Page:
Oil Stocks May Be Good Bet As Speculators Move Back In

Wild fluctuations in energy stock prices have deterred investors the past few months. But Wall Street analysts say the sector is still a good bet.

Oil-related stocks have lagged behind the S&P 500, declining in lock-step with crude oil's plunge from a peak of $78 a barrel last July to $51 in January, when energy speculators began to smell a bottom. But crude prices have failed to break much past the psychological resistance level of $60 a barrel, leaving some investors scratching their heads.

"A lot of the hot money came out of this trade," said Alec Young, equity strategist at Standard & Poor's. "It came out of both the commodity pits and the stocks in the last few months."

Shares of independent refiner Valero Energy are down about 20% from the all-time high of $69.10 recorded last April, in sharp contrast to the whopping gains of 127% in 2005.

Underestimating Potential

But some Street analysts say their peers may be underestimating the sector's potential this year, particularly the refiners. These companies have been pressured by concerns about refining margins in the wake of President Bush's call for increased use of alternative energy sources such as ethanol.

"I think people are still a little cautious," said Jim Byrne, an analyst who covers Valero for BMO Capital Markets. "There was a big exit in the fall in September and October and we've seen some false starts in the last couple weeks with the cold weather."

In an interview with CNBC.com, Jim Byrne said the recent cold snap has provided a temporary lift for oil stocks, but investor interest may remain weak until July when the summer driving season creates a surge in demand.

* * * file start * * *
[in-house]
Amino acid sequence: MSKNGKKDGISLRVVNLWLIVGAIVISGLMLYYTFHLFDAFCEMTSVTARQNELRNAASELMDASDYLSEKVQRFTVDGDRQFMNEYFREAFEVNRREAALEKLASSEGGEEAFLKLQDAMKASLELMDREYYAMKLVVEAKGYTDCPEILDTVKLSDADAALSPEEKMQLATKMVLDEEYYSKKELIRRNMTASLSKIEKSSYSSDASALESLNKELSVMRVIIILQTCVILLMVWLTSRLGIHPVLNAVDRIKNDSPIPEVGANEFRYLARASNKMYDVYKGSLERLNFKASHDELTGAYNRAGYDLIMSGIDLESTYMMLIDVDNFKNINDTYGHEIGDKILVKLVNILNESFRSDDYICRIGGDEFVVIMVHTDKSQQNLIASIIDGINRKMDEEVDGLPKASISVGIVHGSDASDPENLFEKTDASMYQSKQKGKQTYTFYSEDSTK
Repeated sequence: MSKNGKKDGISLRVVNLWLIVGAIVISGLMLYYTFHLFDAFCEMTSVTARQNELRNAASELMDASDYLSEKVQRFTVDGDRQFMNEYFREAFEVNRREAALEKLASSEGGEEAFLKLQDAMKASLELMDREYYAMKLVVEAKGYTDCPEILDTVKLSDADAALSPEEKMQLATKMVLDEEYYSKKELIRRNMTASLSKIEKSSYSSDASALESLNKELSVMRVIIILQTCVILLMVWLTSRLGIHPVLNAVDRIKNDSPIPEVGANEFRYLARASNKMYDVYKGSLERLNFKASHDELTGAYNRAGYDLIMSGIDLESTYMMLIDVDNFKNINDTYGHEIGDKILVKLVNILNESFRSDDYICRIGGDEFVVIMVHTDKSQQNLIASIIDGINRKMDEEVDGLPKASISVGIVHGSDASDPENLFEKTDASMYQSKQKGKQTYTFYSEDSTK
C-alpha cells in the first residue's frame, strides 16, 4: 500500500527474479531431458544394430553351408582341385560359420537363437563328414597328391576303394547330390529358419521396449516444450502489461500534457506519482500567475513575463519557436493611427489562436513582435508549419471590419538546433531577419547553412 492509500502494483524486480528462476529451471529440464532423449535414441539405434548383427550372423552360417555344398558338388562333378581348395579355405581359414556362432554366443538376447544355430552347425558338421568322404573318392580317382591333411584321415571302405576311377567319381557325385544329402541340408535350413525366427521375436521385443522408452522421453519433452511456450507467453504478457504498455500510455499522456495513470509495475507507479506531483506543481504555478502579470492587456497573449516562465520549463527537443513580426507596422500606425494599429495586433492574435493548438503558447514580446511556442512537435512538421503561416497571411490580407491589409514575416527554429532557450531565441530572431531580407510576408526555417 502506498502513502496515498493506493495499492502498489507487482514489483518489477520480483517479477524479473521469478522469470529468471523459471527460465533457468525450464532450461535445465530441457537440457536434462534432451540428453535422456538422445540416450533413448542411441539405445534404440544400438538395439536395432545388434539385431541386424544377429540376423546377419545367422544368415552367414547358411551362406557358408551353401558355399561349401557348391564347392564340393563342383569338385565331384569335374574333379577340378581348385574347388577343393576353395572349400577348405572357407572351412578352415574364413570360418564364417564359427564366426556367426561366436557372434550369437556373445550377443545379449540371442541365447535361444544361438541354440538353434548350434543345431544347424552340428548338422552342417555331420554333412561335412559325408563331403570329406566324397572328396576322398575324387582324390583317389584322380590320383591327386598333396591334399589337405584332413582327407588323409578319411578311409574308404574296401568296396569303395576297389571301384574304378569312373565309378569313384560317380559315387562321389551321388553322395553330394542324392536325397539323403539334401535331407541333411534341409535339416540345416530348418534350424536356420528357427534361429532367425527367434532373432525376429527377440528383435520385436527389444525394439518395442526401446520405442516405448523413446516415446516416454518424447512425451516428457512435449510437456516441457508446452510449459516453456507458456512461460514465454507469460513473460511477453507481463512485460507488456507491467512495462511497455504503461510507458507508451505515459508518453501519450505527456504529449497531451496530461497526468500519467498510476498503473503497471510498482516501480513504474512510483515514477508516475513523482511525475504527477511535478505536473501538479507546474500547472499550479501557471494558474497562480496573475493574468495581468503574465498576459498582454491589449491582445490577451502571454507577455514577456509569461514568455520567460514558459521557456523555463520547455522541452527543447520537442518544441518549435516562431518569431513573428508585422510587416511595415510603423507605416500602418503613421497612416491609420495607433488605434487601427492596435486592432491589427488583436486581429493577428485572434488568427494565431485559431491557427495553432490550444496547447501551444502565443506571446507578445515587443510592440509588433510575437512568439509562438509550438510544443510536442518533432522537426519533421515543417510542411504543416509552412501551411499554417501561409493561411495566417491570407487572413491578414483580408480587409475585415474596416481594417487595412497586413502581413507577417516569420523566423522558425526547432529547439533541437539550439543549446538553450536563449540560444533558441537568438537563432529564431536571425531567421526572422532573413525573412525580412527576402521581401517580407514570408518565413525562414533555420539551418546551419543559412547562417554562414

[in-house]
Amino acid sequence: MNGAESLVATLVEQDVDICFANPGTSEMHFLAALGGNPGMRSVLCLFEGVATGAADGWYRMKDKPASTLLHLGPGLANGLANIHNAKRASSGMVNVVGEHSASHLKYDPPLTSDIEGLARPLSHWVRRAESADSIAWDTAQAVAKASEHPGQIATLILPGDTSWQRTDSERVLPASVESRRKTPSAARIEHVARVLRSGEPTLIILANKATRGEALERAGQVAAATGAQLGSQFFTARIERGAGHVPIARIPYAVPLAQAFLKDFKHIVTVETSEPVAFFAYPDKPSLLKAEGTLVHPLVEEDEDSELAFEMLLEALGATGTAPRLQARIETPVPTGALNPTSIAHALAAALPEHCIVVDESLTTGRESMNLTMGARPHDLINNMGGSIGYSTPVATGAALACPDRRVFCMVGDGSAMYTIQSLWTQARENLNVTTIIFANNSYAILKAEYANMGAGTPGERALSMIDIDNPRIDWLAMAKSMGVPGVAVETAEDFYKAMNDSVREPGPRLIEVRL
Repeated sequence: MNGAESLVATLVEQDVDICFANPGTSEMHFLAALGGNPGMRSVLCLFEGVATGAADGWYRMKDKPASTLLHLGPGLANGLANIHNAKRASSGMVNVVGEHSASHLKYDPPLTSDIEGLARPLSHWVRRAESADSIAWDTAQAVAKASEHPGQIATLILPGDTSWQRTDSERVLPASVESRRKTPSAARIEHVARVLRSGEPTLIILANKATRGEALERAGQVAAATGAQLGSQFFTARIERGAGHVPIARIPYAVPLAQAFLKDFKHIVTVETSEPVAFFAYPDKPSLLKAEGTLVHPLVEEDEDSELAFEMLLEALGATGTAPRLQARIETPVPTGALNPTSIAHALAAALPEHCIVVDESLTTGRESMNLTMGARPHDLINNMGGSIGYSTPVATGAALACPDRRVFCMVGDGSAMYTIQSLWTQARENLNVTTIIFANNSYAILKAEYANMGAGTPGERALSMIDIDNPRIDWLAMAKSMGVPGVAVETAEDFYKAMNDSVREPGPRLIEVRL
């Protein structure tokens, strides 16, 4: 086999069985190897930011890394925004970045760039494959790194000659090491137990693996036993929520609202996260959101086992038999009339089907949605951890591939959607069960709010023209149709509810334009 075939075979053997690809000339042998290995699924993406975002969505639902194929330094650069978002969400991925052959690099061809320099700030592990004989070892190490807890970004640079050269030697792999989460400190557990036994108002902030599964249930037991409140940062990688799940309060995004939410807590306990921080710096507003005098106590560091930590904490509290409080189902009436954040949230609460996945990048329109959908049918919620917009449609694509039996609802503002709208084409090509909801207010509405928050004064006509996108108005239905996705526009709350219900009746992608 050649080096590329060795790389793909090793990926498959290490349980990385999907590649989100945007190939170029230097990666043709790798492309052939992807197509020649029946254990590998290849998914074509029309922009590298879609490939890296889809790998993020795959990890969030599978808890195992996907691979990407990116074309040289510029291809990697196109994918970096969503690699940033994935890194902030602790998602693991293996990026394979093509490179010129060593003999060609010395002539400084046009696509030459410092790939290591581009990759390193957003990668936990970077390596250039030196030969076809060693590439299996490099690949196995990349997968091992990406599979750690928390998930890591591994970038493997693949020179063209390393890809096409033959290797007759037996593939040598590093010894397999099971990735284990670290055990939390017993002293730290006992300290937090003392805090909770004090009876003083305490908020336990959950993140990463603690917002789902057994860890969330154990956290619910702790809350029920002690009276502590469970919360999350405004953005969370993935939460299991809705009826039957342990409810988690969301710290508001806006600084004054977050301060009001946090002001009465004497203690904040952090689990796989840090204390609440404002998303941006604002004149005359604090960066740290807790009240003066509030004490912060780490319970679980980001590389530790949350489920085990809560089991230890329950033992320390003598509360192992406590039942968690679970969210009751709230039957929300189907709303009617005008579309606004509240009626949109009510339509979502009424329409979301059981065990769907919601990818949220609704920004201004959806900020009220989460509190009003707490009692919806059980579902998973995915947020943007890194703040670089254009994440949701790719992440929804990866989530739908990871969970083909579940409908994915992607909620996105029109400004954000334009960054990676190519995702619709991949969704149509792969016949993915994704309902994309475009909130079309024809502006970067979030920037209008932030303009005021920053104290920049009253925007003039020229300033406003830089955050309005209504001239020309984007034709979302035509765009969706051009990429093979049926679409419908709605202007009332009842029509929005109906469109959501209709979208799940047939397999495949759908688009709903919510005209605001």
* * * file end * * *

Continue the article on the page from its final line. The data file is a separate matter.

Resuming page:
"Demand is very strong year over year," Byrne said. "You'll start to see solid earnings numbers for the first and second quarters for the refiners. All in all, I think it'll be a strong year."

Oppenheimer analyst Fadel Gheit said industry fundamentals have improved with upside potential for stocks now that crude oil prices appear to have bottomed around $50.

Gheit said he expects energy investors to rotate out of integrated oil giants such as Exxon Mobil and back into riskier names. This explains why industry heavyweights such as Exxon and Chevron , which are less sensitive to rapidly fluctuating oil prices, saw their stocks rise despite the drop in crude in the second half of 2006. But this "flight to quality," Gheit says, is just about over.

Speculators Driving Market

"Exxon gained the most last year, starting in the second half when oil prices crashed," Gheit told CNBC.com "What is driving the market right now are speculators, they aren't investors. Exxon is not a better company now than it was a year ago, but it had its best gains in history. As oil prices resume their ascent, they don't need Exxon anymore and go to the more volatile stocks, the pure plays like Valero."

The analysts' top picks in the sector include BP and ConocoPhillips among the major oil companies, and Valero and Sunoco among the refiners.

Mike Driscoll, head of equity trading at Bear Stearns, said the action so far this year looks similar to the pattern he saw at the start of last year as antsy investors booked year-end profits.

"It's human nature, you sell the winner and look for what's going to be the next big thing," he said. "You sell the energy names and rotate to other sectors. After a month's time they recognize that nothing else looks and feels like energy stocks and they pile back into them."

The Bear Stearns trader expects energy stocks to outperform the overall market once again in 2007.

"All the factors that made this a great sector to begin with: uncertainty in the Middle East, the maturation of emerging economies in China and India and rest of the world - real or imagined, all this stuff is still with us and more impactful than ever," he said.

Analyst disclosure: Oppenheimer's Fadel Gheit owns a long position in BP, ConocoPhillips and ExxonMobil. BMO Capital Markets has provided investment banking services for Valero in the past 12 months.